Legacy of the Fallen would have moved away from the fighting of Cronus and taken the player to the remote kato mining facility at Iota-33. It would just show how well organized the Fallen actually were and the weapon capabilities of an Ambed (Advanced Mechanical Biological Engineering Division) team. Legacy of the Fallen was to have an entirely new cast of characters, five new mecha to choose from, six new onfoot weapons, five new mecha weapons, several new enemy aliens, and levels that played out more like Half-Life's levels in structure.[8]


Shogo was ported to the Amiga PowerPC platform in 2001 by Hyperion Entertainment. Hyperion also made the Apple Macintosh port and the Linux port of Shogo. The game had not sold as well as had hoped, most notably on Linux, despite becoming a best seller on Tux Games. Hyperion has put some of the blame on its publisher Titan Computer and because Linux users were likely to dual boot with Windows.[9] A version for BeOS was also in development in 1999 by Be Inc.[10]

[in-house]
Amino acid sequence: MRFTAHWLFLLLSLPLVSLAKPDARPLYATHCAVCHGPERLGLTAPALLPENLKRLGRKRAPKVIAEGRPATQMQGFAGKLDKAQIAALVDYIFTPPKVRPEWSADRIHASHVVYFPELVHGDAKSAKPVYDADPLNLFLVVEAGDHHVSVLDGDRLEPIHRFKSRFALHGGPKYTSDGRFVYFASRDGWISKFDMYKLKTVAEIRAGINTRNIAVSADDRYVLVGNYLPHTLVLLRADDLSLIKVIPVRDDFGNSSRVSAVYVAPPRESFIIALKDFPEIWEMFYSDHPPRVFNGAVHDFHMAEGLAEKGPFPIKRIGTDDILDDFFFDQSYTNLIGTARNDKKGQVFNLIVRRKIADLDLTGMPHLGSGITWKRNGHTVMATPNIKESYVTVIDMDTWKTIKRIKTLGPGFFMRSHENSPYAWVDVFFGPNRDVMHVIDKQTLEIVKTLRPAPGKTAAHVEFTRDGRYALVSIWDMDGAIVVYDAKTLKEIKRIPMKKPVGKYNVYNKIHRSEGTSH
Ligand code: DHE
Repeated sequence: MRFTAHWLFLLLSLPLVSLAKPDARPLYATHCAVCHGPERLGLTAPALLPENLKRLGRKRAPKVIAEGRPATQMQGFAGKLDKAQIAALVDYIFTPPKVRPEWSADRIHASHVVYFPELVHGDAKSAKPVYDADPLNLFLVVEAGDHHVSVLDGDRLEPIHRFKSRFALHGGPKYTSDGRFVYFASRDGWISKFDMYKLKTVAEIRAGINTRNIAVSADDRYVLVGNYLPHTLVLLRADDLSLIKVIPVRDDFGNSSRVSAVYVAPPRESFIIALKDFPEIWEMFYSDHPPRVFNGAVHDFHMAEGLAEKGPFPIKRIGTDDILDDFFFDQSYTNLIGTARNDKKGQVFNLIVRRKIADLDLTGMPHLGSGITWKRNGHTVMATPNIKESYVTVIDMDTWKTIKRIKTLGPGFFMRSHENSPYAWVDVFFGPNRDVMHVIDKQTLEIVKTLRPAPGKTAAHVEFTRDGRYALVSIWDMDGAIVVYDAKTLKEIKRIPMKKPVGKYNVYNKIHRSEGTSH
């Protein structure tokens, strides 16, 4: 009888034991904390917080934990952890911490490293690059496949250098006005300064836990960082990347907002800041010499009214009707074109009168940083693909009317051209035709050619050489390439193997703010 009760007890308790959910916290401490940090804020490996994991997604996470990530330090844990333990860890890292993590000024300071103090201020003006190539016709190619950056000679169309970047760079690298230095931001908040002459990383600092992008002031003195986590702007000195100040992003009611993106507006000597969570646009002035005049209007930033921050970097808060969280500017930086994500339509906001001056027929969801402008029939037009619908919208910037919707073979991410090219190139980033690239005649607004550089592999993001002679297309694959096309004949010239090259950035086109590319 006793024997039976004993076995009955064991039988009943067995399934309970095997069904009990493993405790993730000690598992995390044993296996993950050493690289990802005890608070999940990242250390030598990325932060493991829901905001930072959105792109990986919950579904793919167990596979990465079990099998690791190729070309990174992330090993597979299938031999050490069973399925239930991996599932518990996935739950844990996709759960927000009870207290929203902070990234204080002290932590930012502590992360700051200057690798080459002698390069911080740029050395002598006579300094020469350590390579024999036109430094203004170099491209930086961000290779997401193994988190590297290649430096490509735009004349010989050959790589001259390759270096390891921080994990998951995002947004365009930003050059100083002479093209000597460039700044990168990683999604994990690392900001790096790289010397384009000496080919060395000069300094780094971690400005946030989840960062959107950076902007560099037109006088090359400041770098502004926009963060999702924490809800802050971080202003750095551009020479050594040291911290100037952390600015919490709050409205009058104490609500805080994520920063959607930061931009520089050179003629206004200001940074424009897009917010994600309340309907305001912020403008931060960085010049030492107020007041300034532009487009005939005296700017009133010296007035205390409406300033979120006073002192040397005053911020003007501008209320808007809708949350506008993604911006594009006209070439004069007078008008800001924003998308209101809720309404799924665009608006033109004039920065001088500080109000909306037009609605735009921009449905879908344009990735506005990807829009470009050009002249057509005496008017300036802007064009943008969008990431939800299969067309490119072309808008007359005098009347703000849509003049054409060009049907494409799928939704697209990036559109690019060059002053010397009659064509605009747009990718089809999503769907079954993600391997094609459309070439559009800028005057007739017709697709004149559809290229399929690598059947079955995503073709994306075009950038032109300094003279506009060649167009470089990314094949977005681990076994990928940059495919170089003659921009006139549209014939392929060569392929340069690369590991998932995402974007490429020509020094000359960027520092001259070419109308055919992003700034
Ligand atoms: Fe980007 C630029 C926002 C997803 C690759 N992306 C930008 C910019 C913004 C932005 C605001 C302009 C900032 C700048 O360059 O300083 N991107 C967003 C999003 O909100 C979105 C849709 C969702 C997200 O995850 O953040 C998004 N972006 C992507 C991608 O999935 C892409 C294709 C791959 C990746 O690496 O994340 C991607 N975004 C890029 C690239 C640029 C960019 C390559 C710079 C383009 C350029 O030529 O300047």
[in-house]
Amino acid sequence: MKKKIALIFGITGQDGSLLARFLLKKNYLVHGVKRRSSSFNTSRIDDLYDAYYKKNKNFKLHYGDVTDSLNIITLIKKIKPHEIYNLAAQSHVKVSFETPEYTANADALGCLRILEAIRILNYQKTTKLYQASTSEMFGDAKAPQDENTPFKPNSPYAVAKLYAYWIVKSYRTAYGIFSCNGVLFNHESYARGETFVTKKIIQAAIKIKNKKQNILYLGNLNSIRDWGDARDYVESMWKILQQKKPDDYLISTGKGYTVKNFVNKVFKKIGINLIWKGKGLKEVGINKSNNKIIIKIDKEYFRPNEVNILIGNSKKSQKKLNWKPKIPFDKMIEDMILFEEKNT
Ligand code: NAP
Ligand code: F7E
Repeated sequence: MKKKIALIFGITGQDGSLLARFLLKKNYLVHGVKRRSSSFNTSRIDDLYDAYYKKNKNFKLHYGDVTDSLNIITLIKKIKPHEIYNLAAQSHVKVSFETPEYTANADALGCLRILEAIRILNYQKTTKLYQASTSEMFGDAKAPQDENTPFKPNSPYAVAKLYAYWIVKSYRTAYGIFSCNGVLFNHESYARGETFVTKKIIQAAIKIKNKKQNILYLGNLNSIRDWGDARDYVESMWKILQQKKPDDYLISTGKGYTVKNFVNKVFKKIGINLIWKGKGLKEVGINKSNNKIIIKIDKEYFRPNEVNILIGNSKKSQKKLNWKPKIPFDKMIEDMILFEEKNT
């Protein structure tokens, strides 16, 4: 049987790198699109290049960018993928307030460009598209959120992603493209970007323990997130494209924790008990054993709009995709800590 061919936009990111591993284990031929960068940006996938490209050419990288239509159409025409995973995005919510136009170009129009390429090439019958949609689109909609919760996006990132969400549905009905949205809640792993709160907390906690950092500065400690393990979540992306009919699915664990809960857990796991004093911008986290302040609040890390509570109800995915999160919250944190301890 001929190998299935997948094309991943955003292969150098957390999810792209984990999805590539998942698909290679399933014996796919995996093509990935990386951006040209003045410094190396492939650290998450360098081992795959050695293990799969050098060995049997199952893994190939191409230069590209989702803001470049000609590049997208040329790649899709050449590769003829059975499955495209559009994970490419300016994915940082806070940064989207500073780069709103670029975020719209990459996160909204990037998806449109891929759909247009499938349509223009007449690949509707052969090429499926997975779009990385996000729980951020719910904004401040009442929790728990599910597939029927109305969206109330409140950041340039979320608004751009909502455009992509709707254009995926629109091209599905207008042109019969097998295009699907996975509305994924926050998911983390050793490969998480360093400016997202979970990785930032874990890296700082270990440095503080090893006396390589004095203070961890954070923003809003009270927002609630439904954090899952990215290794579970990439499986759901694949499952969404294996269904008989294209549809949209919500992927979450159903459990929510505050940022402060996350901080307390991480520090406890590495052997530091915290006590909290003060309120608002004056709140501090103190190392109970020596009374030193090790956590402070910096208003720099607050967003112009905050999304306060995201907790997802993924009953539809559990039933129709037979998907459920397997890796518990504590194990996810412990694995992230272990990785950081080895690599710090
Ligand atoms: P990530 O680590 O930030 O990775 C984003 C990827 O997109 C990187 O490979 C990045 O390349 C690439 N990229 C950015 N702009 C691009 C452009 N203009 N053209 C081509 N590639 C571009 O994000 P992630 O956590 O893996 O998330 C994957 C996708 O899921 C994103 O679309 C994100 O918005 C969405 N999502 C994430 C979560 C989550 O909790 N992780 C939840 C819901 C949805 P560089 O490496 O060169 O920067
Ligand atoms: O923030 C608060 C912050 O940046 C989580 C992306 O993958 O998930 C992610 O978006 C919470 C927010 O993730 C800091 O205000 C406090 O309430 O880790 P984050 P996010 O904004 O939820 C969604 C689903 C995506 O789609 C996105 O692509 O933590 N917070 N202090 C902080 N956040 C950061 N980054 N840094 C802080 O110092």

Review scores
Next Generation4/5 stars[11]
PC Gaming World6/10[12]

Monolith shipped 100,000 units of Shogo: Mobile Armor Division to retailers in the game's debut week, following its launch in early November 1998.[13][14] However, the game underperformed commercially.[15][16] It sold roughly 20,000 units in the United States during 1998's Christmas shopping season, a figure that Mark Asher of CNET Gamecenter called "disappointing". Combined with the failure of competitors SiN and Blood II: The Chosen, these numbers led him to speculate that the first-person shooter genre's market size was smaller than commonly believed, as the "only FPS game that has done really well [over the period] is Half-Life."[16] Shogo's low sales resulted in the cancellation of its planned expansion pack.[15]